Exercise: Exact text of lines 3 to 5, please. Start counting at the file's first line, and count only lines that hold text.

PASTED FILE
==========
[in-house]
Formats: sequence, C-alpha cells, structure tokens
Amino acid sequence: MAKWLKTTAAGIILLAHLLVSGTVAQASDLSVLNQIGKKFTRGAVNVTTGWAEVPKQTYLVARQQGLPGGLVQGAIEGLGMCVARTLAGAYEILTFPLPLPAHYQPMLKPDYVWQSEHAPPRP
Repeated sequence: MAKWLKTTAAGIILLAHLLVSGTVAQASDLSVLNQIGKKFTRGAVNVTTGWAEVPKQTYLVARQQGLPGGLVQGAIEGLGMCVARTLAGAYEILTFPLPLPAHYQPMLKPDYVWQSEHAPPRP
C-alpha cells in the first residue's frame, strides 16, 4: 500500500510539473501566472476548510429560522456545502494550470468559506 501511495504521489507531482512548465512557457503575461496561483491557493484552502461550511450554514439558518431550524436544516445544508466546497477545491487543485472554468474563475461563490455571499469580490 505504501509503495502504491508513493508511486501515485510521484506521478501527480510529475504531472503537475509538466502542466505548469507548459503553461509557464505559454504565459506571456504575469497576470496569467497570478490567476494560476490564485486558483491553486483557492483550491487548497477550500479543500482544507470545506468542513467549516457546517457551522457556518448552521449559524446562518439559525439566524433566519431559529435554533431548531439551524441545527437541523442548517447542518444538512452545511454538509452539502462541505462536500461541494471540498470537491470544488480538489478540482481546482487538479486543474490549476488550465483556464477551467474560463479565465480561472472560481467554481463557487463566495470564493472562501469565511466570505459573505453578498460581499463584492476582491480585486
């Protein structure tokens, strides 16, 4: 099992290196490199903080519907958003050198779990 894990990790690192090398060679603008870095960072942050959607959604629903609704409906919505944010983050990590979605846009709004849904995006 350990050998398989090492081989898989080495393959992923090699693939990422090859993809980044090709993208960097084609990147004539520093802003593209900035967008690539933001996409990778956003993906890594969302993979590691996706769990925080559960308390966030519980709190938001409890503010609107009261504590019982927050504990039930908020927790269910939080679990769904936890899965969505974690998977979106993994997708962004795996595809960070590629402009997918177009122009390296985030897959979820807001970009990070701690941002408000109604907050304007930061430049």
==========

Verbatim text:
Amino acid sequence: MAKWLKTTAAGIILLAHLLVSGTVAQASDLSVLNQIGKKFTRGAVNVTTGWAEVPKQTYLVARQQGLPGGLVQGAIEGLGMCVARTLAGAYEILTFPLPLPAHYQPMLKPDYVWQSEHAPPRP
Repeated sequence: MAKWLKTTAAGIILLAHLLVSGTVAQASDLSVLNQIGKKFTRGAVNVTTGWAEVPKQTYLVARQQGLPGGLVQGAIEGLGMCVARTLAGAYEILTFPLPLPAHYQPMLKPDYVWQSEHAPPRP
C-alpha cells in the first residue's frame, strides 16, 4: 500500500510539473501566472476548510429560522456545502494550470468559506 501511495504521489507531482512548465512557457503575461496561483491557493484552502461550511450554514439558518431550524436544516445544508466546497477545491487543485472554468474563475461563490455571499469580490 505504501509503495502504491508513493508511486501515485510521484506521478501527480510529475504531472503537475509538466502542466505548469507548459503553461509557464505559454504565459506571456504575469497576470496569467497570478490567476494560476490564485486558483491553486483557492483550491487548497477550500479543500482544507470545506468542513467549516457546517457551522457556518448552521449559524446562518439559525439566524433566519431559529435554533431548531439551524441545527437541523442548517447542518444538512452545511454538509452539502462541505462536500461541494471540498470537491470544488480538489478540482481546482487538479486543474490549476488550465483556464477551467474560463479565465480561472472560481467554481463557487463566495470564493472562501469565511466570505459573505453578498460581499463584492476582491480585486